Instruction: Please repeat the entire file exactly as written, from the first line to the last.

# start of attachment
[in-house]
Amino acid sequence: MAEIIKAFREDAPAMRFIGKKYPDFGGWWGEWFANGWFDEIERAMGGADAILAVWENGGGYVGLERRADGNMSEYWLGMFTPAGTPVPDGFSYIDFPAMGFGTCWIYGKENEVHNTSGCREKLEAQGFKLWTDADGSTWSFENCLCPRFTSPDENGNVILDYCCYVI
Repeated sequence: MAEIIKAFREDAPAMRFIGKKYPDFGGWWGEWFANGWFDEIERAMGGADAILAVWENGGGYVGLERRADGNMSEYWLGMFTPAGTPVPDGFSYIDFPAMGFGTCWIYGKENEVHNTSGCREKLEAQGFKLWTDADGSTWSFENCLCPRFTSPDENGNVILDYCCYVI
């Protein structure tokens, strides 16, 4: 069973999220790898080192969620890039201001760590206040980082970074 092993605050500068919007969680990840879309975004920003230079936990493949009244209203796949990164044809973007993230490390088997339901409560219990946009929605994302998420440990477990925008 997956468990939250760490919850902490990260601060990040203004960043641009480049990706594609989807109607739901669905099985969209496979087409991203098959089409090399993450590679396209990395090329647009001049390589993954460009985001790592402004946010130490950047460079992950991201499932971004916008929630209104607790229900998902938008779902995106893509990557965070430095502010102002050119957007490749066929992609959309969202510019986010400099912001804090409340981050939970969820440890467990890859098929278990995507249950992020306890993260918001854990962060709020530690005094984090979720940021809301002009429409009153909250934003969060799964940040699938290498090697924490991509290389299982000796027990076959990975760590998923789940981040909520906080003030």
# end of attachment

[in-house]
Amino acid sequence: MAEIIKAFREDAPAMRFIGKKYPDFGGWWGEWFANGWFDEIERAMGGADAILAVWENGGGYVGLERRADGNMSEYWLGMFTPAGTPVPDGFSYIDFPAMGFGTCWIYGKENEVHNTSGCREKLEAQGFKLWTDADGSTWSFENCLCPRFTSPDENGNVILDYCCYVI
Repeated sequence: MAEIIKAFREDAPAMRFIGKKYPDFGGWWGEWFANGWFDEIERAMGGADAILAVWENGGGYVGLERRADGNMSEYWLGMFTPAGTPVPDGFSYIDFPAMGFGTCWIYGKENEVHNTSGCREKLEAQGFKLWTDADGSTWSFENCLCPRFTSPDENGNVILDYCCYVI
């Protein structure tokens, strides 16, 4: 069973999220790898080192969620890039201001760590206040980082970074 092993605050500068919007969680990840879309975004920003230079936990493949009244209203796949990164044809973007993230490390088997339901409560219990946009929605994302998420440990477990925008 997956468990939250760490919850902490990260601060990040203004960043641009480049990706594609989807109607739901669905099985969209496979087409991203098959089409090399993450590679396209990395090329647009001049390589993954460009985001790592402004946010130490950047460079992950991201499932971004916008929630209104607790229900998902938008779902995106893509990557965070430095502010102002050119957007490749066929992609959309969202510019986010400099912001804090409340981050939970969820440890467990890859098929278990995507249950992020306890993260918001854990962060709020530690005094984090979720940021809301002009429409009153909250934003969060799964940040699938290498090697924490991509290389299982000796027990076959990975760590998923789940981040909520906080003030």